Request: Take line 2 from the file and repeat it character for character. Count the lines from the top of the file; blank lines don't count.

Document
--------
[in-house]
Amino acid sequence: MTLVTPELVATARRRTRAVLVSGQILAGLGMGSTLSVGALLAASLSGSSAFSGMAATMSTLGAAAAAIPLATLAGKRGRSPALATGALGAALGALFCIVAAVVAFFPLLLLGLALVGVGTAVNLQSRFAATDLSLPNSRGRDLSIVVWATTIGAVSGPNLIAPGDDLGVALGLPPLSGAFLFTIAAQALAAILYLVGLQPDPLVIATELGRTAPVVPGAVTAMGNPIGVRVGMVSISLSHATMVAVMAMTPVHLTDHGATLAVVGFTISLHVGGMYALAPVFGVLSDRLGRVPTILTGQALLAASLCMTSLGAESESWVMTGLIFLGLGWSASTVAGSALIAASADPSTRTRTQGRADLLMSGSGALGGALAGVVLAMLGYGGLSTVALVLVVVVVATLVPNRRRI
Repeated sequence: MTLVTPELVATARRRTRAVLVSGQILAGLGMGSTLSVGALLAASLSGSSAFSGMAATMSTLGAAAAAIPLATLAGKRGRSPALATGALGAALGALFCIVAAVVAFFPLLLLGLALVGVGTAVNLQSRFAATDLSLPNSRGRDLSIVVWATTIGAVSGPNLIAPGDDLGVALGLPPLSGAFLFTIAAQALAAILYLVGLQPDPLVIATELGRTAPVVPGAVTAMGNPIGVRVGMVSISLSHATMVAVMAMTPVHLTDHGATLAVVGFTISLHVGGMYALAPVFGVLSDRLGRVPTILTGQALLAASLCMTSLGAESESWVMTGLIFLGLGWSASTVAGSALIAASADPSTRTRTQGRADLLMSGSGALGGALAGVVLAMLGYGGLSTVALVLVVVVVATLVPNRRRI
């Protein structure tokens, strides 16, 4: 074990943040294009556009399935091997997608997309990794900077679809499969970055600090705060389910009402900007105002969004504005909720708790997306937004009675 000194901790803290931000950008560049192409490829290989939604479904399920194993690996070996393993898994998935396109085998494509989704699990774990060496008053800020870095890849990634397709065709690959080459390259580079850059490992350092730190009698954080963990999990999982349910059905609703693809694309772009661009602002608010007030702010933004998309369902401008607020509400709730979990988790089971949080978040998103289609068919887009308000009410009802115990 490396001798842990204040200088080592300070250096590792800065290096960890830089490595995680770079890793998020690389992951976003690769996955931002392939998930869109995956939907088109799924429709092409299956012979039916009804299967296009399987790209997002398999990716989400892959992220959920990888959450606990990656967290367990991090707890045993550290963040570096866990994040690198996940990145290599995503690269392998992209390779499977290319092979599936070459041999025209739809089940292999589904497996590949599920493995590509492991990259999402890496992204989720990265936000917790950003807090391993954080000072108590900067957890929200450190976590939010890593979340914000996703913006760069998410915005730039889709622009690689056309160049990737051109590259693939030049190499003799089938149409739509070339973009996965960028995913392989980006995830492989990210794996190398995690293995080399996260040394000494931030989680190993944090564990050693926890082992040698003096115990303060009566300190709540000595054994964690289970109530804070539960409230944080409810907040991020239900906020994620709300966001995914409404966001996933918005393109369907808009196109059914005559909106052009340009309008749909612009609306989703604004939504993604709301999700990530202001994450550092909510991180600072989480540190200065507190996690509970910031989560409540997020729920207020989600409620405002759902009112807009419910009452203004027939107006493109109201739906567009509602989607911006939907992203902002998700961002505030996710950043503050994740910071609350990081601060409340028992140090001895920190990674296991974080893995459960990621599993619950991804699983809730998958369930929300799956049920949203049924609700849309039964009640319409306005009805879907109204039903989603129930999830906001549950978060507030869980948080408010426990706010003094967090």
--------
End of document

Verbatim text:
Amino acid sequence: MTLVTPELVATARRRTRAVLVSGQILAGLGMGSTLSVGALLAASLSGSSAFSGMAATMSTLGAAAAAIPLATLAGKRGRSPALATGALGAALGALFCIVAAVVAFFPLLLLGLALVGVGTAVNLQSRFAATDLSLPNSRGRDLSIVVWATTIGAVSGPNLIAPGDDLGVALGLPPLSGAFLFTIAAQALAAILYLVGLQPDPLVIATELGRTAPVVPGAVTAMGNPIGVRVGMVSISLSHATMVAVMAMTPVHLTDHGATLAVVGFTISLHVGGMYALAPVFGVLSDRLGRVPTILTGQALLAASLCMTSLGAESESWVMTGLIFLGLGWSASTVAGSALIAASADPSTRTRTQGRADLLMSGSGALGGALAGVVLAMLGYGGLSTVALVLVVVVVATLVPNRRRI